The November jobs report showed a decrease in the unemployment rate, down to 8.6% while the US added about 120,000 jobs. Good news? As I’ve mentioned before, and will continue to mention ad infinitum, 120,000 jobs added per month is the minimum number needed in order to keep the relative employment level unchanged. The population increases about 240,000 people a month, and we have to add about half that number to stay even. So, if we barely added enough jobs to cover the population increase, how is it the unemployment rate dropped so dramatically?
[Let’s not even mention the fact initial unemployment claims spiked above 400,000 the week the December jobs report was released]
There are two answers hidden away in the report. First, over 300,000 people left the workforce, and the second reason was a surprise in the household survey:
The unemployment rate, derived from a separate survey of households, was forecast to hold at 9 percent. The decrease in the jobless rate reflected a 278,000 gain in employment at the same time 315,000 Americans left the labor force.
“You’d like to see the unemployment rate coming down when people are coming into the job market, not disappearing,” James Glassman, senior economist at JP Morgan Chase & Co. in New York, said in a radio interview on “Bloomberg Surveillance” with Tom Keene.
Besides a lot of people giving up on finding jobs, the household survey also found a large number of people reporting themselves as self-employed over the last few months. It appears many of the frustrated and longterm-unemployed workers have finally been stretched to the limit and are setting out on their own.
This situation is open to interpretation, both positive and negative. The positives are obvious, people are finding a way to produce goods and services for each other, and presumably, increasing the wealth of the nation. But, we don’t know about the quality, permanence or nature of these new jobs.
I know guys who, to make ends meet, are making venison sausage and doing basic butchery for lazy hunting friends. I’ve met people who are making leather and fur mittens in their homes for extra cash (we’re talking young people in prime working age, not retirees). What percent of these million newly self-employed are going to find any level of stability?
Remember, we’re seeing this jump after several years’ worth of high unemployment. This means these people waited a long time before attempting to set out on their own. That is not something that signals confidence. If anything, it shows most of these workers waited around as long as they could for something else. Not a good sign. It’s desperation, not cockiness.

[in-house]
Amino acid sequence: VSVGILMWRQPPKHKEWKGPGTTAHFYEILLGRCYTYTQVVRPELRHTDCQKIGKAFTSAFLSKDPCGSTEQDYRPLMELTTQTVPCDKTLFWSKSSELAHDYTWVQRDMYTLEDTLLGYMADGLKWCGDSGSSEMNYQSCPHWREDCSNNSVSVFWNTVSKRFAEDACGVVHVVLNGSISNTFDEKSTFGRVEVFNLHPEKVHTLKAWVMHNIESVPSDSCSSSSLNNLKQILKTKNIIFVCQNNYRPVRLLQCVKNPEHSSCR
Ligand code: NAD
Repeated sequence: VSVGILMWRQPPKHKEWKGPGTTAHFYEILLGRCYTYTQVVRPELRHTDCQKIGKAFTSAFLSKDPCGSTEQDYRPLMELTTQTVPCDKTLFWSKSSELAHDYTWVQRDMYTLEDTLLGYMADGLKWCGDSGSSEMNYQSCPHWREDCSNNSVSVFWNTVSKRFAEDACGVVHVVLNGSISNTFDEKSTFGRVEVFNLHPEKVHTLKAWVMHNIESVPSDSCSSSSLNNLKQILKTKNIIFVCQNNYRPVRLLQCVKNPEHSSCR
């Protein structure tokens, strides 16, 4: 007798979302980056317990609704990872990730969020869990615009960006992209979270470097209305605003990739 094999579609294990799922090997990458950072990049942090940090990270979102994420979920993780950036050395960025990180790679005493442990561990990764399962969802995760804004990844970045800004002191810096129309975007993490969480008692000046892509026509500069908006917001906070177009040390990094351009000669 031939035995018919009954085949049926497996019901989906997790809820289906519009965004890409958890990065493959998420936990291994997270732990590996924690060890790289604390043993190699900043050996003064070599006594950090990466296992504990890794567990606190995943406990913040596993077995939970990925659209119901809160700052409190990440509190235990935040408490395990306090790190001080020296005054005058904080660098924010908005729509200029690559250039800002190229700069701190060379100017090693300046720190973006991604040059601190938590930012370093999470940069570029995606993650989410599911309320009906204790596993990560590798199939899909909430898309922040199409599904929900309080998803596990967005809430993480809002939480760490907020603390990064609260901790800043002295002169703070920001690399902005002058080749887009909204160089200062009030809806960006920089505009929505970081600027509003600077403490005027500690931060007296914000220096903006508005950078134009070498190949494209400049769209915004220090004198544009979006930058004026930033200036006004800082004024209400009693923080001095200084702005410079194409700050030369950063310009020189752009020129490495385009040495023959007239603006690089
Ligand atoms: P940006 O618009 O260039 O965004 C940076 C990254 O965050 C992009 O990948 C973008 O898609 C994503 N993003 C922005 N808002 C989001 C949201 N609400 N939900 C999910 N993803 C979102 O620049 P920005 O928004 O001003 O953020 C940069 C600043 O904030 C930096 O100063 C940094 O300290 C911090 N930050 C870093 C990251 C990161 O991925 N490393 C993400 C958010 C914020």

And let’s not forget the payroll (or ‘establishment’) survey. The large, stable, successful businesses that survived the recession added just 120,000 jobs. And most of those were retail, many temporary/seasonal. That does not signal growth. Companies aren’t finding new ways to make money. Perhaps they’re expanding slightly above the rate of the population increase. But that’s it. [An aside, increasing population invariably should mean increasing demand, so we should always see some growth in employment from existing firms as they work to absorb a larger customer base (if you don’t see that growth, you have a possible signal of weakness in that company).]
My view is that the job market moved sideways again in December. It’s not good news. It’s not bad news. Companies barely hired enough people to cover the increase in population. 315,000 people just up and quit looking for work. Perhaps a couple hundred thousand people over the last month or two have gotten so desperate that they’re attempting to chart their own course. (The household survey and Gallup’s polls show between 200,000 and 300,000 extra people a month reporting as employed without a corresponding increase in the establishment survey. Thus, I believe that number will fluctuate wildly so I don’t want to be too specific. Maybe as many as 500,000 people have taken the self-employment route since October.)
The problem with moving sideways? You don’t get to the light at the end of the tunnel that way. I want some unambiguous number. I want to see growth commensurate with other recoveries. I want jobs.
- The Unemployment Rate Drops, but Economists Aren’t Smiling (businessweek.com)
- Jobs number out and very disappointing – UE went “down,” but job growth was far too slow (americablog.com)
- Ongoing Developments in the Unemployment Conundrum (forbes.com)
- Why Did the Unemployment Rate Drop? (blogs.wsj.com)
- Curb Your Enthusiasm About The Latest Unemployment Report (forbes.com)